Great News

This is such an exciting time of year when I get to share in the success of my students. And what success they have had in this, a very difficult year for college admissions. Look at this list of acceptances from a client base of approximately 50 students:

  • Stanford (2)
  • Yale (2)
  • Northwestern
  • Williams
  • University of Chicago
  • Brown (2)
  • Duke
  • UCLA (2)
  • SUNY Geneseo
  • SUNY Binghamton
  • Cornell (2)
  • NYU
  • Vassar
  • Bowdoin
  • USC
  • University of Pennsylvania
  • Colorado College
  • Boston College
  • University of California at Berkeley
  • Rice
  • University of California at Santa Barbara
  • Boston University B.S./M.D. program
  • Dartmouth (2)
  • University of Michigan
  • Case-Western Reserve
  • Rensselaer Polytechnic Institute
  • Hofstra B.S./M.D. program
  • Wake Forest
  • Davidson
  • Washington University

Reason to celebrate, yes? And maybe the highlight of my year was having one of my Yale admittees send me a screenshot of his acceptance letter, on which the admissions counselor had handwritten a note, singling out his essay as one of her favorites of the year.

Congratulations to all of my students on a job well-done.

Help is Needed

The New York Times recently ran a sobering piece on the lack of good counseling available to high school students in many of today’s public schools:

Applying to college is a very rough process and without the right kind of help, students really have an uphill battle pulling together their applications. That’s exactly why I got into working on college admissions essays. My two sons graduated from a high school in a small town in upstate New York. The school certainly had its fair share of talented and dedicated students and teachers, but when it came time to apply to college, I got the sense that the counseling folks and the English teachers really didn’t know much about how to write a college admissions essay. Neither did I at the beginning, but, being a writer, I figured it out and ultimately began working with more kids in the community, with the children of friends and friends of friends, and then with an ever-growing roster of clients, all around the world. I gathered my theories in my book, Conquering the College Admissions Essay in 10 Steps, and people have valued its simplicity and clear thinking about a complicated topic.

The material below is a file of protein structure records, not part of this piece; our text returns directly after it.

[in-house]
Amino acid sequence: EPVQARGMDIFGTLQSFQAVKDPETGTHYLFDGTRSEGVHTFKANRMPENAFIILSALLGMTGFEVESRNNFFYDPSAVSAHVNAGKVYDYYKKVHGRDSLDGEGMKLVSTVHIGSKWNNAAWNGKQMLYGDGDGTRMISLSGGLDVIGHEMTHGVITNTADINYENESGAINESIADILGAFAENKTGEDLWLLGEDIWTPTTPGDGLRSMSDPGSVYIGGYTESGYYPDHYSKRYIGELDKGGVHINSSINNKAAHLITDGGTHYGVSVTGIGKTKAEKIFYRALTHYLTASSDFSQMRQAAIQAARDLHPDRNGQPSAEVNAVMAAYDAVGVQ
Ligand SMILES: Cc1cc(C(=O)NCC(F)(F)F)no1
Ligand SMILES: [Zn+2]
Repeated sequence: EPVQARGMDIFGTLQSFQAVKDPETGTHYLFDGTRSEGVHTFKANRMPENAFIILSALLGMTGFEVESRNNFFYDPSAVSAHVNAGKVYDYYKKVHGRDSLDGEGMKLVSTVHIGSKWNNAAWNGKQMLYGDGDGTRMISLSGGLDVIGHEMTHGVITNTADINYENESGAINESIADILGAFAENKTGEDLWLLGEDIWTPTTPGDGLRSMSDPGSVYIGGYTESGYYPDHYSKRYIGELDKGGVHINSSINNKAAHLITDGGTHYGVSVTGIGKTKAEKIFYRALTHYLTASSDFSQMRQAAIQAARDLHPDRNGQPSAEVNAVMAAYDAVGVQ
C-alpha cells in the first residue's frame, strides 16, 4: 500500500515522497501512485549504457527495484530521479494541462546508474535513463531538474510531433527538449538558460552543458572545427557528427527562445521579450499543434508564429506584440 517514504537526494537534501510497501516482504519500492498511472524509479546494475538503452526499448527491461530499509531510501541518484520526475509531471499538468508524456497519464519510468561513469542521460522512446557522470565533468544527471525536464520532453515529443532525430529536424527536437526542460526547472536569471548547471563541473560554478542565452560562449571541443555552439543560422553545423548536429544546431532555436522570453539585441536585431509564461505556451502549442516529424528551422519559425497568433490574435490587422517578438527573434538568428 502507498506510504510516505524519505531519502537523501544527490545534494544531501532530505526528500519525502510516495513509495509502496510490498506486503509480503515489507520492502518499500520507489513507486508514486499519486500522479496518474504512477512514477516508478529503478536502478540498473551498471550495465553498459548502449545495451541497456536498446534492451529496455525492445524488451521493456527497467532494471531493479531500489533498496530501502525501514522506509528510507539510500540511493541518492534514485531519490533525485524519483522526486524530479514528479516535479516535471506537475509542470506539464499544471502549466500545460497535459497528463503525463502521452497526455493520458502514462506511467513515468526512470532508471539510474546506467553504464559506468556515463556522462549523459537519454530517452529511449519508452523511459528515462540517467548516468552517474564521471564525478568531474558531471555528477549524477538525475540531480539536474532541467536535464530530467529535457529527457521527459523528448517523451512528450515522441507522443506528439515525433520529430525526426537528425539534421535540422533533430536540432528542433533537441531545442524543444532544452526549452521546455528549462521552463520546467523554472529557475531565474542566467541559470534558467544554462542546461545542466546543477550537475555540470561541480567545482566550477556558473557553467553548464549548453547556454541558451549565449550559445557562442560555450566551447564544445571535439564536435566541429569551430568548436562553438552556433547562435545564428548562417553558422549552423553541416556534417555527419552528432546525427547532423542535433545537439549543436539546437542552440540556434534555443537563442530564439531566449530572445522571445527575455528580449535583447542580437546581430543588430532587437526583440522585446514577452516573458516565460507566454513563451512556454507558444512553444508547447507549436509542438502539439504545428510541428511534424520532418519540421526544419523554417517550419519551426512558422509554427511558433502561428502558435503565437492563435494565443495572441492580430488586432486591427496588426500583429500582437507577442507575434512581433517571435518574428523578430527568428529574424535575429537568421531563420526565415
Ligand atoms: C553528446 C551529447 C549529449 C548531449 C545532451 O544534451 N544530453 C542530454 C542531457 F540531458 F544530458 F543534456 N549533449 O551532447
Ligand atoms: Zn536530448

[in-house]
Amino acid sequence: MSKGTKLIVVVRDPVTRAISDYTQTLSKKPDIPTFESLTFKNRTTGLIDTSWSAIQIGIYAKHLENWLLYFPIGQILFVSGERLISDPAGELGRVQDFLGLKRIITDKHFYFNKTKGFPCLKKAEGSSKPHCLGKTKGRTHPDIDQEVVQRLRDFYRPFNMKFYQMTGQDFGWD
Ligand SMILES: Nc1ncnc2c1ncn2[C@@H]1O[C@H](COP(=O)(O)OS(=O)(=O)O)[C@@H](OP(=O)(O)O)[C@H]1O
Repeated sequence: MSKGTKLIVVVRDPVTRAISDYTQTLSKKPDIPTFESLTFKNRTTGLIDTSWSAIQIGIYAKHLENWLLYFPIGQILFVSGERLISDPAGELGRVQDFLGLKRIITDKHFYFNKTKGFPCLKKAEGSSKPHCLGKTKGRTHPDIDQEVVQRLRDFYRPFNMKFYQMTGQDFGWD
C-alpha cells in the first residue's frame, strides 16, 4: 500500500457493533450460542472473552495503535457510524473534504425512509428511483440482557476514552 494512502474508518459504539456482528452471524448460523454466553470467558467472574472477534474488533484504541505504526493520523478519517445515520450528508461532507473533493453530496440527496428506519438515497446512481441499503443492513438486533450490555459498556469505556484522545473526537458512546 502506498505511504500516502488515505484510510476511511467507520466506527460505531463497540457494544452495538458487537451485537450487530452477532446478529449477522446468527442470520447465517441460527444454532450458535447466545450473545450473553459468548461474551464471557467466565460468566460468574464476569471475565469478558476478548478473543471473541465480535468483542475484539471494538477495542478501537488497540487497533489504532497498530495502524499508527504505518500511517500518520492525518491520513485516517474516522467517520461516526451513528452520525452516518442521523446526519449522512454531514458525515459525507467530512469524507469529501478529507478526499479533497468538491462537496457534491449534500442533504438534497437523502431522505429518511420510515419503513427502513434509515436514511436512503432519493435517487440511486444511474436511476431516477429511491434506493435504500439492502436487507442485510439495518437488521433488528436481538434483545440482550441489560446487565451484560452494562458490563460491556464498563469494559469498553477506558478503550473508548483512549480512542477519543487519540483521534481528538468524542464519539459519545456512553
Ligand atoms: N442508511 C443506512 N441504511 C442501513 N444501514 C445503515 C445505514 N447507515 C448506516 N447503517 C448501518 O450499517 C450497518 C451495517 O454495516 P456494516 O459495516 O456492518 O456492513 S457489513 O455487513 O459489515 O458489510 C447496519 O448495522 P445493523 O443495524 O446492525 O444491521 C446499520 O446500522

Now, whenever I work with students and their parents, I hear a lot about how difficult it is to grab the attention of their guidance counselors. Naturally, these counselors are overworked and underpaid. The big secret, however, is that I hear the same thing when I work with students from some of the most exclusive preparatory schools in the country where the tuition is 40K and up. There too it’s a struggle to grab the counselors’ attention. That’s why people come to me, because they know that I will give them my total attention and my expertise, and I like to level the playing field just a bit by taking on some pro bono clients every year.